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Staff Says: Towards a VAR in The NFL?

The NFL today will have an owners meeting where various proposals will be analyzed. Among them is to expand the functions of the instant replay officials, thus giving them more power to advise the official roster on the field by giving them objective information. As the league tries to take this step, in this post, we weigh in on how successful or not it would be to evolve instant replay towards a VAR in the NFL.

Are you in favor of evolving instant replay into a VAR in the NFL, or are there better ways to dispense justice and take care of players?

Miguel Angel Esses:

Since the NFL decided to implement instant replay, a new problem arose: how to improve it, because what was the solution to a problem ended up being a new problem. So I am not surprised by the league’s idea of ​​expanding the powers of cabin officials, as it is the next logical step: if officials on the field make a mistake and there is no way to let them know that they need to review something, do you what other option do we have?

Many will not like the rule’s implementation because the game will stop even more, and the comparisons with the VAR in soccer will be many, but if you want to correct the problem of the officials’ errors, there is nothing left but make. So I see it as a necessary evil or, at least, as the next logical step to improve the officers’ work.

Luis Nunez:

It is a divided opinion. This decision can bring great things to the NFL if it is used well and effectively. By effective, I mean that, if a decision must be reversed, take the shortest possible time so as not to break the thread of the match, because, if you follow steps similar to those that the VAR has in soccer, the criticism against it will not take long in raining.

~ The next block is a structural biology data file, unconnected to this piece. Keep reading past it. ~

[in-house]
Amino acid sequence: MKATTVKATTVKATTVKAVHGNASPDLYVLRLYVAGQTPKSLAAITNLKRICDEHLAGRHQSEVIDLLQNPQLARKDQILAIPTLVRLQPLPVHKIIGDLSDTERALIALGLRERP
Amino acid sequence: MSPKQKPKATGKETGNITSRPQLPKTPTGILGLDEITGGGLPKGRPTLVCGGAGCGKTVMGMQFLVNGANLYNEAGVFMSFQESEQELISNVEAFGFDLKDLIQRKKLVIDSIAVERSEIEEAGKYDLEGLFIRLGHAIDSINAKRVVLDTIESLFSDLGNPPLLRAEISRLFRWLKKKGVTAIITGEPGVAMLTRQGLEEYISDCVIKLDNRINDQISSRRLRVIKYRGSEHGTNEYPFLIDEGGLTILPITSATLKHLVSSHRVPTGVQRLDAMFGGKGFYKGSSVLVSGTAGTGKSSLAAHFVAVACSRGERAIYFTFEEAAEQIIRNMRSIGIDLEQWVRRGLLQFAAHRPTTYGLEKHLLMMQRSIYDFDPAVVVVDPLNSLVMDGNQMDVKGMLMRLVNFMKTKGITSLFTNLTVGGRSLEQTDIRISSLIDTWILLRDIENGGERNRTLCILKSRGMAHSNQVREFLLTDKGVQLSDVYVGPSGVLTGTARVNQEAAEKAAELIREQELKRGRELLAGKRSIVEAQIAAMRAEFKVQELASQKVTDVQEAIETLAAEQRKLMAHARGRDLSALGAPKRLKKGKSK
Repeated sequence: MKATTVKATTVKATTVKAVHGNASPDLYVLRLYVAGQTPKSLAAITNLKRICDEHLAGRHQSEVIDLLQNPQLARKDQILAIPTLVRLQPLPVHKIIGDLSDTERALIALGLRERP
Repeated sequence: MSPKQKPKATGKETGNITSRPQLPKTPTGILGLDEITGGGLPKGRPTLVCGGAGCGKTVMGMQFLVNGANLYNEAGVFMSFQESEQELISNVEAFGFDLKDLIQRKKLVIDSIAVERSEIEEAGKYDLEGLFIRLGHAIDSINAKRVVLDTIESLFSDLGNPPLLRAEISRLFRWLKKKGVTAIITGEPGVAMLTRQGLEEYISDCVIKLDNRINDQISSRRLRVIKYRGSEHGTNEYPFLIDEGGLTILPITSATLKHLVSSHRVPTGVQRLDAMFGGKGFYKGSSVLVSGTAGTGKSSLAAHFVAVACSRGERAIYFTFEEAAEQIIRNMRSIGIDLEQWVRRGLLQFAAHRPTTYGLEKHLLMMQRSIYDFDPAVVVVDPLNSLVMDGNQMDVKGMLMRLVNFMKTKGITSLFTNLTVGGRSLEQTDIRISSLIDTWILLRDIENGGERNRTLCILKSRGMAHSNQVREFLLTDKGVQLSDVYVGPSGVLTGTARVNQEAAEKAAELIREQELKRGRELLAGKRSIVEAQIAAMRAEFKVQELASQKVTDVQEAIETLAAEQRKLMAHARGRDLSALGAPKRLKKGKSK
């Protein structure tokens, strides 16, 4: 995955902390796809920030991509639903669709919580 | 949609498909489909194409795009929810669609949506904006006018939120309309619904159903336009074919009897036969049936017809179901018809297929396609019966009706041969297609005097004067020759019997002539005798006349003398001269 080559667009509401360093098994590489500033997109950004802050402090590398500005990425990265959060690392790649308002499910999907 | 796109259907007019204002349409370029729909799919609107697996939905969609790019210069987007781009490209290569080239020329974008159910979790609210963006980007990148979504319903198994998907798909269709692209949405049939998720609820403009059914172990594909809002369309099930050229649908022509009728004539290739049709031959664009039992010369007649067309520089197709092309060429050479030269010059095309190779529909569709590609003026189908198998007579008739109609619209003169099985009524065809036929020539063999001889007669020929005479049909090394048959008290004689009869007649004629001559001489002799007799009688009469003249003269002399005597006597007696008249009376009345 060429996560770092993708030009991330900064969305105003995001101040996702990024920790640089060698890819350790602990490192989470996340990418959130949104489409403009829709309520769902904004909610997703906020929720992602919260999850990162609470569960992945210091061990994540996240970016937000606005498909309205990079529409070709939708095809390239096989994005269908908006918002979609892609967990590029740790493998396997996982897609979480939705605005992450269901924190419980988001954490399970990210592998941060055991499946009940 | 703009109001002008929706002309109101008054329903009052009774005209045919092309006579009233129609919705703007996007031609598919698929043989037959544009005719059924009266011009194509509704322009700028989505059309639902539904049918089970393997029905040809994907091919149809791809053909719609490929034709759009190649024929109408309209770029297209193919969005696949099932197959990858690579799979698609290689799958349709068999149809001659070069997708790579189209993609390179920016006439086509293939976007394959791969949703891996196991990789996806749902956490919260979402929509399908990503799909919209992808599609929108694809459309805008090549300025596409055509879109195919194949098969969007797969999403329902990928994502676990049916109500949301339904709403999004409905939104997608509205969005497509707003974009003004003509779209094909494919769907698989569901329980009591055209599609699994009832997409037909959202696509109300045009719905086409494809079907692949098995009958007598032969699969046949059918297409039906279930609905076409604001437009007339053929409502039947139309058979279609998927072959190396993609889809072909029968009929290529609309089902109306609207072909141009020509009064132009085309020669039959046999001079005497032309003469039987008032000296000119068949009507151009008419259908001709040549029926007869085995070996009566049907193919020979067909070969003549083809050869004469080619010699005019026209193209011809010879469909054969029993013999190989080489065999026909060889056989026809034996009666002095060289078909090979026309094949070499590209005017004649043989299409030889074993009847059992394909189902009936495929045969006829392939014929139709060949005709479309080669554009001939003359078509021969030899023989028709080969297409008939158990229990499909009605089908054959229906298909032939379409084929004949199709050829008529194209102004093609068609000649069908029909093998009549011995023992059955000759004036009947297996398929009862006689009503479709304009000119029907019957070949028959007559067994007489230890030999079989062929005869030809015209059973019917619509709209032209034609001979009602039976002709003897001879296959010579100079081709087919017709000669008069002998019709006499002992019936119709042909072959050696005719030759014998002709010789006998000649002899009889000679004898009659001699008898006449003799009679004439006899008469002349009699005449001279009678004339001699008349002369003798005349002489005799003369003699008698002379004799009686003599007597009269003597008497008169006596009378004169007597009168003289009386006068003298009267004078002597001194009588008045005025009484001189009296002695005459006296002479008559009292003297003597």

However, at the end of the day, it is undeniably necessary. How many times have we not seen erroneous or controversial decisions that could cost games? With this new rule, the restrictions on red handkerchiefs would go to the background, because in the face of a bad signal from the official squad, the referee who is in the box will be able to impart “justice” that will only make the match equal. In my opinion the NFL is innovating in the right way, now it is just knowing how to use it properly.

Luis Obregon:

The famous “Sky Judge” was one of the things we most admire about the AAF at the time, for the notion that it decreased the margin of error for officers – and of course it did. The problem that I detect is that we could fall into a centralization of the power of arbitration decisions in a single person, which gives rise to a lot of controversies. If before we heard the complaints of fans who shouted from the rooftops how “the referees favor such a team/player,” imagine what they could say now if there is a reversed dial that has an influence on the result of a match. Although it is true that under this new framework of action, it cannot be argued that something was not marked because it was not seen.

The very notion of reducing the margin of error seems to be very commendable and correct. However, I have always thought that the best refereeing in a game is the one that is not noticed and, with a rule like this, those in striped suits will constantly be taking center stage.

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